I happened to be watching a 1932 Constance Bennett (1904 - 1965) movie the other day. You remember her...Joan's sister? The movie was called What Price Hollywood? and she was the star. Not a bad flick for 1932 which showcased some of the excesses of the Hollywood life, with a love story and a 'girl finds her dream' story mixed in.
The male lead, a polo star, was played by Neil Hamilton (1899 - 1984), a handsome actor with 162 titles on IMDb from 1918 to 1971.
In his early, silent film days, he worked with stars including Mae Marsh (1894 - 1968), Lionel Barrymore (1878 - 1954) and Bessie Love (1898 - 1986), and great directors including D. W. Griffith (1975 - 1948) and William de Mille (1878 - 1955) Cecil's brother.
Perhaps his most famous silent was Beau Geste (1926) starring Ronald Colman (1891 - 1958) and featuring Noah Beery (1882 - 1946) and William Powell (1892 - 1984).
While most of his roles in the early talkies were good roles, and sometimes starring roles, the films were not all top caliber releases. He was in three mysteries with Warner Oland (1879 - 1938), The Studio Murder Mystery, The Mysterious Dr. Fu Manchu (both in 1929) and The Return of Dr. Fu Machu in 1930. Also in 1930 he worked with Douglas Fairbanks, Jr. (1909 - 2000) in The Dawn Patrol.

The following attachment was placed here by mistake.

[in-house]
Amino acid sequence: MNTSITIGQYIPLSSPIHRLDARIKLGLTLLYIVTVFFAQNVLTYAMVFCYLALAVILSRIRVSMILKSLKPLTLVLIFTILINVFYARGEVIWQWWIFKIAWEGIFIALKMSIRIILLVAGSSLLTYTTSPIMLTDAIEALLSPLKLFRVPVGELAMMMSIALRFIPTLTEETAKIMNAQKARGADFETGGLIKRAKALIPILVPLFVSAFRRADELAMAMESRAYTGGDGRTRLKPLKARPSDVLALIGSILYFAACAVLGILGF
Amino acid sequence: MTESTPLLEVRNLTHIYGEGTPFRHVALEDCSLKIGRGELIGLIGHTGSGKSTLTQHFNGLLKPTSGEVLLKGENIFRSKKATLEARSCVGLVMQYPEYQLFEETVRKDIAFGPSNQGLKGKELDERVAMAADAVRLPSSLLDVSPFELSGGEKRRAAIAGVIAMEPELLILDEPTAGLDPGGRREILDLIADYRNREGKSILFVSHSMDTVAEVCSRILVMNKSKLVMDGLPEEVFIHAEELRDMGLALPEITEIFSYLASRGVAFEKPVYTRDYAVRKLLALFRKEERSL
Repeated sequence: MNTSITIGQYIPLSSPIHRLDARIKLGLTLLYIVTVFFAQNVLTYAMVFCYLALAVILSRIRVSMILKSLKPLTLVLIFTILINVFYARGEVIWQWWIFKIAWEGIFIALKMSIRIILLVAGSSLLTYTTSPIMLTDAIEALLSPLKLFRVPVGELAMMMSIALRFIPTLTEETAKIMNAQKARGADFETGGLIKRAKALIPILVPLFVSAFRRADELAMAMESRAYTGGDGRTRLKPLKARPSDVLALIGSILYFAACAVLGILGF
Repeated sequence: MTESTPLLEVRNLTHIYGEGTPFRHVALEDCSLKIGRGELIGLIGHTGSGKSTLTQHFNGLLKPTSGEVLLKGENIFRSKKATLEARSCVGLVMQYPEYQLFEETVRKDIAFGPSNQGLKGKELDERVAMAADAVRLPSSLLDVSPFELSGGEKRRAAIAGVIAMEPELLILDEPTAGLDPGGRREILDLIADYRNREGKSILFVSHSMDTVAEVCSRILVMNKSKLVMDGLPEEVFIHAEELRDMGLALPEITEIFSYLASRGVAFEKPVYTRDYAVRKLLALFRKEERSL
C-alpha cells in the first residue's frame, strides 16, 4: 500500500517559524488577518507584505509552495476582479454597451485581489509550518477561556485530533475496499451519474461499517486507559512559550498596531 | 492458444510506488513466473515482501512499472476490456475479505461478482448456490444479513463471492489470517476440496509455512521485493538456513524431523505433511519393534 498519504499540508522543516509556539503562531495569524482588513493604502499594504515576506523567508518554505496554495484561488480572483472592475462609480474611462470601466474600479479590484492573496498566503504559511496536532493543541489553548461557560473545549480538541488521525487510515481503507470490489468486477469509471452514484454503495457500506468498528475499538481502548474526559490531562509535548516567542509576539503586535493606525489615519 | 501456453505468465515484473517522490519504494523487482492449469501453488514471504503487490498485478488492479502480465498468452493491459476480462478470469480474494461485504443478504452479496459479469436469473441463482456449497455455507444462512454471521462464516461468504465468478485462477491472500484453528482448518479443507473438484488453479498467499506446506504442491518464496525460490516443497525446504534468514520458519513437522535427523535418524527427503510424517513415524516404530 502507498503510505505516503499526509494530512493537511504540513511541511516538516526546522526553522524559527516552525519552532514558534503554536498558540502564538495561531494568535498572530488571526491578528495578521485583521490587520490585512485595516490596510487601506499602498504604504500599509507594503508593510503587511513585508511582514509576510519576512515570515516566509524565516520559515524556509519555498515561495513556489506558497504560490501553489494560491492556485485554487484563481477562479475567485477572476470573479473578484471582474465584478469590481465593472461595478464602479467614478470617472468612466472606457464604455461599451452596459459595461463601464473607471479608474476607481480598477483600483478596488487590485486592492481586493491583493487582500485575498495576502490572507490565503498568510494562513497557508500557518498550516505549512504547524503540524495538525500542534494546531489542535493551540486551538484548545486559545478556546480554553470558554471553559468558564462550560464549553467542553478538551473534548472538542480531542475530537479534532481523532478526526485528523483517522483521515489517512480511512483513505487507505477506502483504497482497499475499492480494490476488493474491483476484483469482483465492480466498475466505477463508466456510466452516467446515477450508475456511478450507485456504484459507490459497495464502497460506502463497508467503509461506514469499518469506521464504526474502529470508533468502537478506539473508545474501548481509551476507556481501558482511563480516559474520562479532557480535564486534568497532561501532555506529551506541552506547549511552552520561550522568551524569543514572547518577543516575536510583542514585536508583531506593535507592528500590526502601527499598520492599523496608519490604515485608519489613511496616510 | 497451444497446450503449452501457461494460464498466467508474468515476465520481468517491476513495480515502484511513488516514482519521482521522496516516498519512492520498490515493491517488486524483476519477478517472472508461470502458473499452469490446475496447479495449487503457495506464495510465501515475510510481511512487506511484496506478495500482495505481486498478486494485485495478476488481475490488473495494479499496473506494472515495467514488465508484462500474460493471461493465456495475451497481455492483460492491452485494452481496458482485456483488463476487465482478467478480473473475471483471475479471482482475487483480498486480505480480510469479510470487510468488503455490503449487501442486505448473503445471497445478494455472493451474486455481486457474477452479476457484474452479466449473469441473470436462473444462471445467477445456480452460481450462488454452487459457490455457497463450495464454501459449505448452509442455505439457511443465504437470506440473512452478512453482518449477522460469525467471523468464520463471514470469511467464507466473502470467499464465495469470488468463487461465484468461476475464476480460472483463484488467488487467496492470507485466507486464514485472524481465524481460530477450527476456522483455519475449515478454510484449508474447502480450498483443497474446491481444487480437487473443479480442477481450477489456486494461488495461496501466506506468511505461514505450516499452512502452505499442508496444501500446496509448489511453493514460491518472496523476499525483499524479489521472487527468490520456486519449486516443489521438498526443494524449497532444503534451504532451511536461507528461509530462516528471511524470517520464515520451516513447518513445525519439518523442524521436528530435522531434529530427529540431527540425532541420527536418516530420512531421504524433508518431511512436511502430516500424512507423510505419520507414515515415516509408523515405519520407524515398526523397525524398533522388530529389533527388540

Hamilton does manage to lead the cast in the first Tarzan film that starred Johnny Weissmuller (1904 - 1984), Tarzan the Ape Man (1932), and he reprises the same role in Tarzan and His Mate (1934).
The 1940s had more films, with only a few famous titles like Father Takes a Wife (1941) starring Adolphe Menjou (1890 - 1963) and Gloria 'I'm ready for my closeup, Mr. de Mille' Swanson (1899 - 1983).
Then in the 1950s, he moves into television. He started as a host on "Hollywood Screen Test" from 1948 to 1953. He made the rounds on many teleplays and all the usual westerns, including "Maverick," "Colt .45," "Tales of Wells Fargo," etc. He also worked in detective shows with spots on "Mike Hammer," "Bourbon Street Beat," "Hawaiian Eye," "Perry Mason," and "77 Sunset Strip." And let's not leave out the comedies, "The Real McCoys," and "Mister Ed." Oh yes, and sci-fi fans saw him in "The Outer Limits."
Then, finally, in 1966 he lands the TV role that really made him famous. He became Commissioner Gordon on "Batman" starring Adam West (b. 1928) and Burt Ward (b. 1945).
Hmmm, Burt Ward...Now there's a Bit Actor to write about! Anyone who would take a role as Mr. Bum in the R rated Beach Babes from Beyond (1993) is worthy of a post!